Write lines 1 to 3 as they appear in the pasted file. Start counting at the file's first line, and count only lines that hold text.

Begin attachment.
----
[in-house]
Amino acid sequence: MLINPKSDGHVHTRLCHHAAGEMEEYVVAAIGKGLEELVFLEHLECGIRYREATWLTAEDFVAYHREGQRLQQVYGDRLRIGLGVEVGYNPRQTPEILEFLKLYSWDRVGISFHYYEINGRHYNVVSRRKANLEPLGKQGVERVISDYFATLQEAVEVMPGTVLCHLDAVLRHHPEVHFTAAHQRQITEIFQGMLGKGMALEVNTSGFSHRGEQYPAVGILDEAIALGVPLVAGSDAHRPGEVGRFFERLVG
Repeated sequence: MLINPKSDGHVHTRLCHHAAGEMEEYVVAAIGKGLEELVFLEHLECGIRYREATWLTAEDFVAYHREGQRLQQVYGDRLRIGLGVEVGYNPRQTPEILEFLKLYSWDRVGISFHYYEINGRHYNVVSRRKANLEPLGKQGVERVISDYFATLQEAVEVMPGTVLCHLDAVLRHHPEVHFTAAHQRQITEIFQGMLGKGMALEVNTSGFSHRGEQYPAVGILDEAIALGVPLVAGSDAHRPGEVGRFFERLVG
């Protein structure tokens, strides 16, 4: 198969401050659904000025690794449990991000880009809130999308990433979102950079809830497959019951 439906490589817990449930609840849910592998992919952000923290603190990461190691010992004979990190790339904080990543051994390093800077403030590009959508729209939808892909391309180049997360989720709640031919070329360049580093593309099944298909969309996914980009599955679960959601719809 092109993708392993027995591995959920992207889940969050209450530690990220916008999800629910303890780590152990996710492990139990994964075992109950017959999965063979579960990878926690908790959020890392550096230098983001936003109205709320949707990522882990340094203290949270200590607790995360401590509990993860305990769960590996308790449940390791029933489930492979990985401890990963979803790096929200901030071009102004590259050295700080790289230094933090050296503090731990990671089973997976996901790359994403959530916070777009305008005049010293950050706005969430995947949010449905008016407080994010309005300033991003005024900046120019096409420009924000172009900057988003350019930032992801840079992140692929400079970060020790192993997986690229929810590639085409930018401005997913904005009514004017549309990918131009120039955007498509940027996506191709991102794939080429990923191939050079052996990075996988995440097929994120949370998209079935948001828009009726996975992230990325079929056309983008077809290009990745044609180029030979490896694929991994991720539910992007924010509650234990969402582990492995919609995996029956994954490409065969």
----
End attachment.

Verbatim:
[in-house]
Amino acid sequence: MLINPKSDGHVHTRLCHHAAGEMEEYVVAAIGKGLEELVFLEHLECGIRYREATWLTAEDFVAYHREGQRLQQVYGDRLRIGLGVEVGYNPRQTPEILEFLKLYSWDRVGISFHYYEINGRHYNVVSRRKANLEPLGKQGVERVISDYFATLQEAVEVMPGTVLCHLDAVLRHHPEVHFTAAHQRQITEIFQGMLGKGMALEVNTSGFSHRGEQYPAVGILDEAIALGVPLVAGSDAHRPGEVGRFFERLVG
Repeated sequence: MLINPKSDGHVHTRLCHHAAGEMEEYVVAAIGKGLEELVFLEHLECGIRYREATWLTAEDFVAYHREGQRLQQVYGDRLRIGLGVEVGYNPRQTPEILEFLKLYSWDRVGISFHYYEINGRHYNVVSRRKANLEPLGKQGVERVISDYFATLQEAVEVMPGTVLCHLDAVLRHHPEVHFTAAHQRQITEIFQGMLGKGMALEVNTSGFSHRGEQYPAVGILDEAIALGVPLVAGSDAHRPGEVGRFFERLVG